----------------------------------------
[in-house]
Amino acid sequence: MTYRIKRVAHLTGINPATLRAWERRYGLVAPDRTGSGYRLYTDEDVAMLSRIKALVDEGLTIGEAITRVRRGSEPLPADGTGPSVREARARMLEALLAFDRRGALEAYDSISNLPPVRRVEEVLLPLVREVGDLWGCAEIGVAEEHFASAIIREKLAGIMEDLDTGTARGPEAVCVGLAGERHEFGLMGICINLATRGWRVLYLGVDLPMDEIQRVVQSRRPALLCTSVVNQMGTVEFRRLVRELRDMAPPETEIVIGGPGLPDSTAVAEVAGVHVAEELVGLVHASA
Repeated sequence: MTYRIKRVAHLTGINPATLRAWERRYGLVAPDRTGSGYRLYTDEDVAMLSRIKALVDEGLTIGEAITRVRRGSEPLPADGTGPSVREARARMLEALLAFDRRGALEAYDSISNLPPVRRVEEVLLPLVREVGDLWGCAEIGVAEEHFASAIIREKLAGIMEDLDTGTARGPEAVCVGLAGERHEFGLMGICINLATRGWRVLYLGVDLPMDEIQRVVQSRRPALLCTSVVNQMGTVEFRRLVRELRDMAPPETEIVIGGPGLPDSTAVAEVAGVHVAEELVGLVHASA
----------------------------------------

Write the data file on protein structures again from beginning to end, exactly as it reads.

[in-house]
Amino acid sequence: MTYRIKRVAHLTGINPATLRAWERRYGLVAPDRTGSGYRLYTDEDVAMLSRIKALVDEGLTIGEAITRVRRGSEPLPADGTGPSVREARARMLEALLAFDRRGALEAYDSISNLPPVRRVEEVLLPLVREVGDLWGCAEIGVAEEHFASAIIREKLAGIMEDLDTGTARGPEAVCVGLAGERHEFGLMGICINLATRGWRVLYLGVDLPMDEIQRVVQSRRPALLCTSVVNQMGTVEFRRLVRELRDMAPPETEIVIGGPGLPDSTAVAEVAGVHVAEELVGLVHASA
Repeated sequence: MTYRIKRVAHLTGINPATLRAWERRYGLVAPDRTGSGYRLYTDEDVAMLSRIKALVDEGLTIGEAITRVRRGSEPLPADGTGPSVREARARMLEALLAFDRRGALEAYDSISNLPPVRRVEEVLLPLVREVGDLWGCAEIGVAEEHFASAIIREKLAGIMEDLDTGTARGPEAVCVGLAGERHEFGLMGICINLATRGWRVLYLGVDLPMDEIQRVVQSRRPALLCTSVVNQMGTVEFRRLVRELRDMAPPETEIVIGGPGLPDSTAVAEVAGVHVAEELVGLVHASA